Neighbor-friendly Patio Light

Introduction: Neighbor-friendly Patio Light

I was motivated to make this lampshade due to the popularity of clear-glass fixtures & clear LED lightbulbs which are harsh to look at. Looking at neighboring patio lights caused me to think about what my ideal light would look like. Essentially: I wanted opal glass (not clear); most of the light directed rearwards (backlit, reflecting off the house wall), down (to reflect up off the ground) and up (to reflect off the patio ceiling or eave). I want the effect of a lot of light, but not the sensation of looking directly into that small source of light. (More diffuse & reflected than direct light.).

I also wanted a very warm light which would be friendly to sleep (circadian) rhythms, the Dark Sky initiative, and attract less bugs.

I also wanted motion sensing and/or "dusk to dawn." These features are considered "security" and found increasingly in fixtures with integrated LEDs which don't let you adjust the color temperature of the light. (See the last step to learn how I eventually got all these features with this fixture, and can be done with any fixture.).

The fixture I used (HZ-5610, photo 1) seemed like the best balance: motion sensing -- but not dusk-to-dawn illumination. (I ended up getting both dusk-to-dawn & motion sensing light. See last step.). Building upon this fixture, I fitted a paper shade around the milkglass globe, with most of the light shining through the rear, bottom & top (rim) of the globe. The sides are increasingly dimmed (feathered), causing most light to shine sideways and off the house wall (photos 2-4).

Note: The camera lacks dynamic-range to show both the dimness (detail) of the shaded fixture and the overall illumination of the patio (photo 5). In person, you would perceive both the amount of light shown in the overall patio photo, and the softness and detail of the fixture closeups. It's actually a surprising amount of light for a 3.3 watt bulb, and gentle to look at directly (because most of the light exits the bottom, rear & top-rim of the globe).

[Update: I now use six sheets of paper with no feathered steps on the sides (a more "full cutoff hood" effect). See the last step which shows that. This is simpler to make. Remember: The globe easily rotates. Whenever I need more light, I can quickly put the unshaded side where I want it.]



Fixture: I used a Heath-Zenith HZ-5610-BZ which is motion-sensing and accepts ordinary lightbulbs (giving you choice of color temperature). You could adapt this paper-shade idea to any fixture. (If you use a clear-glass fixture, consider using Rustoleum "Frosted Glass" spray paint to make the paper less visible. It also reduces glare.).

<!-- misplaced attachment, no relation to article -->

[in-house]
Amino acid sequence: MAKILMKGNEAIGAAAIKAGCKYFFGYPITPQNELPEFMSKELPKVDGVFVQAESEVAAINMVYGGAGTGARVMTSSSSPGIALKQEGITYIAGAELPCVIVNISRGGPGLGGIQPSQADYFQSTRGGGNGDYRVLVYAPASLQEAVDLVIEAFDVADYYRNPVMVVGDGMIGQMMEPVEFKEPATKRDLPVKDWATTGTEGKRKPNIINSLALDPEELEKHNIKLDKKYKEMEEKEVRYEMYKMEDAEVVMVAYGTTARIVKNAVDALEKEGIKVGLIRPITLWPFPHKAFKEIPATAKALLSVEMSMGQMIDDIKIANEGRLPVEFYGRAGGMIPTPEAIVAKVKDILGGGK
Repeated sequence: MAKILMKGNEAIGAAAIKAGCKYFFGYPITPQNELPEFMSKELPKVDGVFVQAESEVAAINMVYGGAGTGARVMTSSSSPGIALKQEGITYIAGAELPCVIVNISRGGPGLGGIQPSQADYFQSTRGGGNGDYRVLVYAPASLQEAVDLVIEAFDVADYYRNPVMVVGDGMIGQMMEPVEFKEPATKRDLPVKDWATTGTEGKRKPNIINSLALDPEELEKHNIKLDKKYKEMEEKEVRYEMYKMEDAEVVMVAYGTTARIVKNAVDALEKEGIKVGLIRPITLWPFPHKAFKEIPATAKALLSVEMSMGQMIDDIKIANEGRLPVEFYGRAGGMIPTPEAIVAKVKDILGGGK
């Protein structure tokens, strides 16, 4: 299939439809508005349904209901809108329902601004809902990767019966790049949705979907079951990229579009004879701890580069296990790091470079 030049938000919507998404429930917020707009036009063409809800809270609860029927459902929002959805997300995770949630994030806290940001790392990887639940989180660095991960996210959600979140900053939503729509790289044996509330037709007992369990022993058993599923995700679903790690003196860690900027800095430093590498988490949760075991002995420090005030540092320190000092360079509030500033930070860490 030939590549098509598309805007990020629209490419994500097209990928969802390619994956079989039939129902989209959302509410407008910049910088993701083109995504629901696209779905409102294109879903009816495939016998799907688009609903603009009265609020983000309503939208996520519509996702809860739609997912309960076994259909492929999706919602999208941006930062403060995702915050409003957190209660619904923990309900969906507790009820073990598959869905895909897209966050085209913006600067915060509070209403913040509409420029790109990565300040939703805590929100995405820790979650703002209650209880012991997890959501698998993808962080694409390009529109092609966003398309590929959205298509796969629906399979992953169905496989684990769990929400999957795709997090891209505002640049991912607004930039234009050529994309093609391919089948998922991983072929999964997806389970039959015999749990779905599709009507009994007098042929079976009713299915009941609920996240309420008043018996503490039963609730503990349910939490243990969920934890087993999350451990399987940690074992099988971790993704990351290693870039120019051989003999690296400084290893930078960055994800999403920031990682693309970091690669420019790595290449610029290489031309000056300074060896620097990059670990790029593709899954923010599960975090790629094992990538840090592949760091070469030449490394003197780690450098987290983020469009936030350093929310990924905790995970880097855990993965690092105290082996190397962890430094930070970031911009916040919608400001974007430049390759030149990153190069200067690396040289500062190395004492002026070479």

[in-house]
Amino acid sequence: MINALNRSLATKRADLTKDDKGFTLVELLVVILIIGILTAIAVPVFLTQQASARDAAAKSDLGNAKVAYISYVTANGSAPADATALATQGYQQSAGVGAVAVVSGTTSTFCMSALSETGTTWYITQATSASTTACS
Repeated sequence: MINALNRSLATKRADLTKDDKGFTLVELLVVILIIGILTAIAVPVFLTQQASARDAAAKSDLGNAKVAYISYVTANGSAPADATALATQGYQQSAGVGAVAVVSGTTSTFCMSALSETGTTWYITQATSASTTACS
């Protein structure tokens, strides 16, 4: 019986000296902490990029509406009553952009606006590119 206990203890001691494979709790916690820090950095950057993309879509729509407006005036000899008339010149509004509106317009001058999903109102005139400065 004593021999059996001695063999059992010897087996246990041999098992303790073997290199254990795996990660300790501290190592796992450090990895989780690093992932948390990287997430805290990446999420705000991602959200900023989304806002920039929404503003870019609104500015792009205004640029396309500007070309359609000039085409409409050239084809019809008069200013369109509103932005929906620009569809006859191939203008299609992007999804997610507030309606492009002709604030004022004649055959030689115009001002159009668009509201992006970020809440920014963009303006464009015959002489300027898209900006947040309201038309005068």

Lightbulb: I chose a Philips "Amber light" (2000k) "vintage" (25w-equivalent, 3.3w actual, 200 lumen; Part: 3.3A15/VIN/820/E26/CL/GL/DIM; UPC: 0 46677 55655 6). This is a clear-glass bulb. I sprayed it with 2-3 coats of Rustoleum "Frosted Glass" to reduce glare. (Even though the fixture is milkglass, I felt that the frosted bulb reduced glare even more.).

For my backyard (28' deep, 60' wide), two fixtures with these bulbs is sufficient light (along with some solar-powered jar lights hanging around the perimeter). For a larger backyard, perhaps the 40w- or 60w-equiv bulb (400 or 600 lumen) would be better.

Shade: Ordinary printer paper (20lb, 92 brightness). Using paper as a shade would be a concern with an incandescent bulb due to the heat and potential for fire. But, with a low-watt LED bulb there is no problem.

Step 1: Mark & Draw

[Update: I ended up using six layers of paper, all the same length (no feathered "steps" on the sides). This creates a more "full-cutoff hood" which I like better. It's easier to look at (and when I want more light, I can easily rotate the globe to let more light out.). See the last step for photos.]

Using four sheets of ordinary printer paper (20lb, 92 brightness):

  1. Cut the sheets 10" x 5-1/4"
  2. Mark the following increments (for 1" layered steps) on all four sheets:

    1. Along the top edge: 0", 1", 2" & 3"
    2. Along the bottom edge: 1-1/4", 2-1/4", 3-1/4" & 4-1/4"

  3. Use a ruler to connect the top & bottom marks (on each page. Photo 1)
Hint: If you would like the shade to pass more light, you can make it 5" to 5-1/8" tall (which will let more light out the top and bottom). You can also cut the top layer to be half height (which would allow more light to pass out the bottom half of the front). Or, replace the top layer with tissue paper (for less opacity). Or, eliminate the layer entirely. Perhaps increase the 1" graduated steps to 1-1/4"). Paper's cheap. You can experiment to find the right amount of light for the bulb used.

ALTERNATE: Print the shade on one sheet of paper (laminate in plastic for longer life)

The following is an advanced topic. You can proceed to the next step, and return to this topic after creating a shade you like with layered paper. That's the easy way.

@JohnW51 commented on this instructable, mentioning how paper will deteriorate over time (outside; exposed to intense light). Laminating the shade in plastic would preserve the paper. But, layers of paper may not curl well when laminated flat. This led to the idea of printing the shade on one sheet of paper.